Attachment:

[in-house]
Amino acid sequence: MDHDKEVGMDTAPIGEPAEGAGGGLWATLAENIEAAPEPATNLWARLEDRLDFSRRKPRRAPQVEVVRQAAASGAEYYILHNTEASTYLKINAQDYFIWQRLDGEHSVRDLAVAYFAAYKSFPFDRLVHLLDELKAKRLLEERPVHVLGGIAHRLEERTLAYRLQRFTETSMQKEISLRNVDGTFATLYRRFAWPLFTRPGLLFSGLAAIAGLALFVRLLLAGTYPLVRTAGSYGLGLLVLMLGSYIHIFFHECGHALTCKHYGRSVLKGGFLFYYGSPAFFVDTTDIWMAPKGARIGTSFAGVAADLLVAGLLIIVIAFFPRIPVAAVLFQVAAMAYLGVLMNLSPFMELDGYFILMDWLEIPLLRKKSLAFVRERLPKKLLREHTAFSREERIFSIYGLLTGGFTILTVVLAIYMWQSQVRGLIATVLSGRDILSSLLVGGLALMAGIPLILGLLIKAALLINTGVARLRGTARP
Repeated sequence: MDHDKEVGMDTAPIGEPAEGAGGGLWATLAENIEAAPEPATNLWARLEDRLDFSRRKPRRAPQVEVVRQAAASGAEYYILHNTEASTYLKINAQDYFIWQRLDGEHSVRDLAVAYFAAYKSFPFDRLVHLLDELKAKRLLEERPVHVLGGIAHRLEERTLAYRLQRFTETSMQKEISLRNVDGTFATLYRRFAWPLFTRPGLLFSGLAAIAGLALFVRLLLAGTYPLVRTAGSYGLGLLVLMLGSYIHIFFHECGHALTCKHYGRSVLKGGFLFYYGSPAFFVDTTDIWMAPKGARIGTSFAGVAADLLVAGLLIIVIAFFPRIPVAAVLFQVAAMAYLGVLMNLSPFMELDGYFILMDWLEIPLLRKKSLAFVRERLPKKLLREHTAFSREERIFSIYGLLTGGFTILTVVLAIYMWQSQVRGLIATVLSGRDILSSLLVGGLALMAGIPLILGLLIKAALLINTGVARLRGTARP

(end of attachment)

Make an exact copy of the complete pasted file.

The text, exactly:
[in-house]
Amino acid sequence: MDHDKEVGMDTAPIGEPAEGAGGGLWATLAENIEAAPEPATNLWARLEDRLDFSRRKPRRAPQVEVVRQAAASGAEYYILHNTEASTYLKINAQDYFIWQRLDGEHSVRDLAVAYFAAYKSFPFDRLVHLLDELKAKRLLEERPVHVLGGIAHRLEERTLAYRLQRFTETSMQKEISLRNVDGTFATLYRRFAWPLFTRPGLLFSGLAAIAGLALFVRLLLAGTYPLVRTAGSYGLGLLVLMLGSYIHIFFHECGHALTCKHYGRSVLKGGFLFYYGSPAFFVDTTDIWMAPKGARIGTSFAGVAADLLVAGLLIIVIAFFPRIPVAAVLFQVAAMAYLGVLMNLSPFMELDGYFILMDWLEIPLLRKKSLAFVRERLPKKLLREHTAFSREERIFSIYGLLTGGFTILTVVLAIYMWQSQVRGLIATVLSGRDILSSLLVGGLALMAGIPLILGLLIKAALLINTGVARLRGTARP
Repeated sequence: MDHDKEVGMDTAPIGEPAEGAGGGLWATLAENIEAAPEPATNLWARLEDRLDFSRRKPRRAPQVEVVRQAAASGAEYYILHNTEASTYLKINAQDYFIWQRLDGEHSVRDLAVAYFAAYKSFPFDRLVHLLDELKAKRLLEERPVHVLGGIAHRLEERTLAYRLQRFTETSMQKEISLRNVDGTFATLYRRFAWPLFTRPGLLFSGLAAIAGLALFVRLLLAGTYPLVRTAGSYGLGLLVLMLGSYIHIFFHECGHALTCKHYGRSVLKGGFLFYYGSPAFFVDTTDIWMAPKGARIGTSFAGVAADLLVAGLLIIVIAFFPRIPVAAVLFQVAAMAYLGVLMNLSPFMELDGYFILMDWLEIPLLRKKSLAFVRERLPKKLLREHTAFSREERIFSIYGLLTGGFTILTVVLAIYMWQSQVRGLIATVLSGRDILSSLLVGGLALMAGIPLILGLLIKAALLINTGVARLRGTARP